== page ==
5. 5. While no sedation or conscious sedation with 3 PATIENT PREPARATIONsmall doses of drugs such as benzodiazepines 3.1 The patient should be provided withand opioids are options for some patients written information which includesand proceduralists, many patients and the nature and risks of the procedure,proceduralists want deep levels of sedation preparation instructions (includingor general anaesthesia to be an option during the importance of fasting), and whateach procedure. Practitioners authorised or to expect during the immediate andcredentialled to administer procedural sedation longer term recovery period, includingand/or analgesia should be aware that the after discharge.transition from complete consciousness through 3.2 Informed consent for sedation and/orthe various depths of sedation to general analgesia and for the procedure shouldanaesthesia is a continuum and not a set of be obtained (see College Professionaldiscrete, well-defined stages. Document PS26 – Guidelines on Consent for Anaesthesia or Sedation).The margin of safety of drugs used to achievesedation and/or analgesia varies widely between 4 PATIENT ASSESSMENTpatients and loss of consciousness with its attendant 4.1 All patients should be assessed beforerisk of loss of protective reflexes may occur rapidly procedural sedation and/or analgesia.and unexpectedly. Therefore practitioners who Assessment should include:administer sedative or analgesic drugs that alter 4.1.1 Details of the current problem,the conscious state of a patient must be prepared co-existing and past medicalto manage the following potential risks: and surgical history, history2.1 Depression of protective airway reflexes of previous sedation and and loss of airway patency. anaesthesia, current medications2.2 Depression of respiration. (including non-prescribed2.3 Depression of the cardiovascular system. medications), allergies, fasting2.4 Drug interactions or adverse reactions, status, the presence of false, including anaphylaxis. damaged or loose teeth,2.5 Individual variations in response to the or other evidence of potential drugs used, particularly in children, airway problems. the elderly, and those with pre-existing 4.1.2 Examination, including that medical disease. relevant to the current problem,2.6 The possibility of deeper sedation or of the airway, respiratory and anaesthesia being used to compensate cardiovascular status, and other for inadequate analgesia or local systems as indicated by the history. anaesthesia. 4.1.3 Results of relevant investigations.2.7 Risks inherent in the wide variety of 4.2 This assessment should identify procedures performed under procedural those patients at increased risk of sedation and/or analgesia. cardiovascular, respiratory or airway2.8 Unexpected extreme sensitivity to the compromise during procedural sedation drugs used for procedural sedation and/or analgesia, as in such cases, an and/or analgesia which may result anaesthetist should be present to care in unintentional loss of consciousness, for the patient. These patients include respiratory or cardiovascular depression. the elderly, those with severely limiting Over-sedation, airway obstruction, heart, cerebrovascular, lung, liver or respiratory or cardiovascular renal disease, morbid obesity, significant complications may occur at any time. obstructive sleep apnoea, or known Therefore, to ensure high standards or suspected difficult endotracheal of quality safe patient care, the following intubation, acute gastrointestinal bleeding guidelines are recommended. with cardiovascular compromise or shock, severe anaemia, the potential for aspiration of stomach contents Endorsed March 2008 5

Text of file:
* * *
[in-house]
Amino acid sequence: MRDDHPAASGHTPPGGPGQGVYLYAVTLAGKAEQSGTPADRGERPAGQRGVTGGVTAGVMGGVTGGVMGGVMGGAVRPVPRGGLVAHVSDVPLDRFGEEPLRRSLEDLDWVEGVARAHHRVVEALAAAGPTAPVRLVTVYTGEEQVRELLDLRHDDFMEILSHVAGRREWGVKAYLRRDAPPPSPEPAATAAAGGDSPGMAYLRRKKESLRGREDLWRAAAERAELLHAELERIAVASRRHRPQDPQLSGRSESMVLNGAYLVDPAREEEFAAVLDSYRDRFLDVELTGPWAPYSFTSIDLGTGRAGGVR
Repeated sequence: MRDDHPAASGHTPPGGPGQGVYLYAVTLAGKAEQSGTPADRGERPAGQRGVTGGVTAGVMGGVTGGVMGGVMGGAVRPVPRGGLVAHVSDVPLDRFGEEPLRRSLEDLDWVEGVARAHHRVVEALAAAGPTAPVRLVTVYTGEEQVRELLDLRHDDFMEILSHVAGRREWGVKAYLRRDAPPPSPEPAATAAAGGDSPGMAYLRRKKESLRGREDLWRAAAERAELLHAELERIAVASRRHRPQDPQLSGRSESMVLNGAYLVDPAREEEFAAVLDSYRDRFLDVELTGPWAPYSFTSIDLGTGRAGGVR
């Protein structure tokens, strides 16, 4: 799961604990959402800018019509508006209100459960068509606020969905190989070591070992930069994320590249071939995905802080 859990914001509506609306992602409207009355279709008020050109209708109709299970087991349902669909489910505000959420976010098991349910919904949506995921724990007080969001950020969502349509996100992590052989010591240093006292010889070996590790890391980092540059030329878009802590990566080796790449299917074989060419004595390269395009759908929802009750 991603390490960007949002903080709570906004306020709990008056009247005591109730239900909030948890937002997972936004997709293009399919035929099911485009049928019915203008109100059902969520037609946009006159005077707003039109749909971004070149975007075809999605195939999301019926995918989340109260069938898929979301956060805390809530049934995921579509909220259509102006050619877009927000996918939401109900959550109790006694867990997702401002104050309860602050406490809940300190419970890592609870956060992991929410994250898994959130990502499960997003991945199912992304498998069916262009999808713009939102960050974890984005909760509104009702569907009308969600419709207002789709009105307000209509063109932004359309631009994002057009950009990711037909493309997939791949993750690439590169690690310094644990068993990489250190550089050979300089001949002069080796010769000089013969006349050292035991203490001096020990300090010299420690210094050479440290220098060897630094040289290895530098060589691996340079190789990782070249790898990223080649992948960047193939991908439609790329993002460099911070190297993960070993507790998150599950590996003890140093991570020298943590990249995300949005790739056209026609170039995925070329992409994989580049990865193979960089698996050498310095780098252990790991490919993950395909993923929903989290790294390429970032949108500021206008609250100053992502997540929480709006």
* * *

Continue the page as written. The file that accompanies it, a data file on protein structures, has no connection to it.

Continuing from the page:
6. 6. (which may necessitate endotracheal 5.5 Techniques intended to produce deep intubation), previous adverse events due sedation or general anaesthesia must to sedation, analgesia or anaesthesia, not be used unless an anaesthetist is and patients in ASA Grades P 4-5 (see present (see College Professional Appendix I). See also College Professional Documents PS1 Recommendations Document PS7 – Recommendations on on Essential Training for Rural General the Pre-Anaesthesia Consultation. Practitioners in Australia Proposing to Administer Anaesthesia, PS2 Statement5 STAFFING on Credentialling in Anaesthesia, 5.1 There must be a minimum of three PS8 Guidelines on the Assistant to appropriately trained staff present: the Anaesthetist, PS16 Statement the proceduralist, the practitioner on the Standards of Practice of a administering sedation and monitoring Specialist Anaesthetist, TE3 Policy the patient, and at least one additional on Supervision of Clinical Experience staff member to provide assistance to for Trainees in Anaesthesia, T1 the proceduralist and/or the practitioner Recommendations on Minimum Facilities providing sedation as required. for Safe Administration of Anaesthesia 5.2 The assistant to the practitioner in Operating Suites and Other administering sedation/anaesthesia Anaesthetising Locations). must be exclusively available to the 5.6 In situations other than those when an practitioner at induction of and emergence anaesthetist must be present (noted in from sedation/anaesthesia, and during 4.2 and 5.5), administration of sedation the procedure as required. If general and/or analgesia and monitoring of anaesthesia is intended, and especially in the patient should be performed by emergency situations where endotracheal an appropriately trained medical intubation is planned, a fourth person practitioner other than the proceduralist. to specifically assist the practitioner 5.7 If an appropriately trained medical throughout the procedure is required. practitioner is not present solely to (See College Professional Document administer sedation and/or analgesia PS8 Guidelines on the Assistant to the and monitor the patient, there must be Anaesthetist) an assistant to the proceduralist present 5.3 The practitioner administering procedural during the procedure, who is appropriately sedation and analgesia requires sufficient trained in observation and monitoring of training to be able to: sedated patients, and in resuscitation, 5.3.1 Understand the actions of the and whose sole duty is to monitor the level drugs being administered, and of consciousness and cardiorespiratory be able to modify the technique status of the patient. This person may, appropriately in patients of if appropriately trained, administer sedative different ages, or in the case and/or analgesic drugs under the direct of concurrent drug therapy supervision of the proceduralist, who must or disease processes. have advanced life support skills and 5.3.2 Monitor the patient’s level training (see 5.4). If loss of consciousness, of consciousness and airway obstruction or cardiorespiratory cardiorespiratory status. insufficiency occur at any time, all staff 5.3.3 Detect and manage appropriately must devote their entire attention to any complications arising from monitoring and treating the patient until sedation. recovery, or until such time as another 5.4 A medical practitioner who is skilled in medical practitioner becomes airway management and cardiopulmonary available to take responsibility for the resuscitation must be present whenever patient’s care. procedural sedation and/or analgesia are administered. Endorsed March 2008 6